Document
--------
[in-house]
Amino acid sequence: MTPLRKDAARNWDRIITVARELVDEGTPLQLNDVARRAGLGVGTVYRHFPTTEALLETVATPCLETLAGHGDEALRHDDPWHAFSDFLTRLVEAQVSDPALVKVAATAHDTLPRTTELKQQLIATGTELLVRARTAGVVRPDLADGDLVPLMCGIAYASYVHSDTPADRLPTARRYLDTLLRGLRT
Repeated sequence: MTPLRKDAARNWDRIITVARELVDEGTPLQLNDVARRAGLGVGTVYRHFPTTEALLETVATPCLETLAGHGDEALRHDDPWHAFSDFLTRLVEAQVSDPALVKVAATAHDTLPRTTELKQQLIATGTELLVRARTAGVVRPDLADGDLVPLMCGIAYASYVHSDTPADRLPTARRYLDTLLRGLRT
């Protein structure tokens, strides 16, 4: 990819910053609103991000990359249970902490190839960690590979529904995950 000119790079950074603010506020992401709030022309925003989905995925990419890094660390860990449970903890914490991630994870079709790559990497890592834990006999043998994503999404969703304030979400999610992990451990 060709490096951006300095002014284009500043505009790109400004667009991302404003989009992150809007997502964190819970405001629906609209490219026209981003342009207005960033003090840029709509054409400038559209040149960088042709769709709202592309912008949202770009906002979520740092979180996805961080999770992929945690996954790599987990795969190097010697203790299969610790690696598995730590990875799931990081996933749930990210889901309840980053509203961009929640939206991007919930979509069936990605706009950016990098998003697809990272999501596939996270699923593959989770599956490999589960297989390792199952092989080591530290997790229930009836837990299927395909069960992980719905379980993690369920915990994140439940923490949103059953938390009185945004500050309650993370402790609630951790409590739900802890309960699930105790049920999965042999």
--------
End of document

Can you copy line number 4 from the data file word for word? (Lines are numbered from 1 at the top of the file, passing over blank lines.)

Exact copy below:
């Protein structure tokens, strides 16, 4: 990819910053609103991000990359249970902490190839960690590979529904995950 000119790079950074603010506020992401709030022309925003989905995925990419890094660390860990449970903890914490991630994870079709790559990497890592834990006999043998994503999404969703304030979400999610992990451990 060709490096951006300095002014284009500043505009790109400004667009991302404003989009992150809007997502964190819970405001629906609209490219026209981003342009207005960033003090840029709509054409400038559209040149960088042709769709709202592309912008949202770009906002979520740092979180996805961080999770992929945690996954790599987990795969190097010697203790299969610790690696598995730590990875799931990081996933749930990210889901309840980053509203961009929640939206991007919930979509069936990605706009950016990098998003697809990272999501596939996270699923593959989770599956490999589960297989390792199952092989080591530290997790229930009836837990299927395909069960992980719905379980993690369920915990994140439940923490949103059953938390009185945004500050309650993370402790609630951790409590739900802890309960699930105790049920999965042999």